As a 14-year-old, Ben Pasternak built an app that became the top trending app in Apple’s App Store. By 15, he had dropped out of high school, moved to New York City, and started a social networking app that was later acquired. His latest venture: a plant-based chicken nugget brand that just raised $7 million in funding led by the food giant McCain Foods.
“After my previous company was acquired, I took some time to really explore some big problems and see how I could fit in and contribute to them,” he says. He saw the problems inherent in factory farming and the potential of plant-based meat, but also believed that the brands on the market haven’t gone as far as they could to reach meat eaters. “They weren’t very provocative,” he says. (Of some of the large food companies that have recently announced new plant-based products coming soon, he says, “I can’t say if the product’s good, but I can assure you that the brand is absolute shit.”)
Nuggs, the new brand, is more playful than, say, Tyson’s new version of plant-based “chicken” nuggets. “Kills you slower,” says the copy on Nuggs’ website, as it points out that the nuggets contain about twice as much protein as the animal-based equivalent, around 20% fewer calories, and no cholesterol.
“We’re a very young team, very young founders, and essentially we’re creating a product for ourselves. No big food company or any of these large companies can say that,” says Pasternak. The head of product, 20-year-old Liam Mullen—who started working in restaurants at 16, most recently as a pastry chef at a Michelin Star-awarded restaurant in New York—developed the recipe for the nuggets, which use pea protein “instead of primitive animal-based technology,” Pasternak says. An editor at Fast Company who tasted the nuggets proclaimed them delicious and said that her children never realized that they weren’t chicken, though she said that the nuggets tasted less like chicken as they cooled.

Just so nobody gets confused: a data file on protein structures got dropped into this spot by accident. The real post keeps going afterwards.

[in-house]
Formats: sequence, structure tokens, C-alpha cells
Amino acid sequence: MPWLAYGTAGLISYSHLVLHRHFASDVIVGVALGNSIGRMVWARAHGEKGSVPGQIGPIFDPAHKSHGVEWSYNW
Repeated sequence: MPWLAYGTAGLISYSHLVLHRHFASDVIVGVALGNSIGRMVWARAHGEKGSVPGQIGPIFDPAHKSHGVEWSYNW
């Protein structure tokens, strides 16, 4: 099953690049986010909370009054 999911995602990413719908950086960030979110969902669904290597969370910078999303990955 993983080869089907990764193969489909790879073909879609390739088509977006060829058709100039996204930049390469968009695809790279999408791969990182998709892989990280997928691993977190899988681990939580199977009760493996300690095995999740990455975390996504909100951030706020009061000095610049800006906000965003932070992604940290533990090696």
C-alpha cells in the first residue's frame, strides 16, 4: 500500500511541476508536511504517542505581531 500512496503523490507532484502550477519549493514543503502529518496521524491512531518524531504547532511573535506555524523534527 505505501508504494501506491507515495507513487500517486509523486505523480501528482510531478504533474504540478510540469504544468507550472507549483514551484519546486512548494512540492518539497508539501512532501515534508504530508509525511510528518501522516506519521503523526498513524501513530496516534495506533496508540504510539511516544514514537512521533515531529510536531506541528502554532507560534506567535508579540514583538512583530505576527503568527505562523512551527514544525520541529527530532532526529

Nuggs 1.0 are sold only direct-to-consumer via the company’s website, which Pasternak claims allows the brand a closer relationship with customers and a constant cycle of feedback. “When you put a product in stores, you lose control, and you lose data, and you can’t really see what’s going on,” he says. “Our philosophy, with me coming from a digital world, is to treat food like software.” When customers buy a box of the nuggets, the company asks on the checkout page when they last ate meat. The goal, as with companies like Impossible Foods and Beyond Meat, is to reach as many omnivores as possible, not vegetarians. “We find these cohorts of people that have never really tried [plant-based] meat, and we bring them into it,” says Pasternak.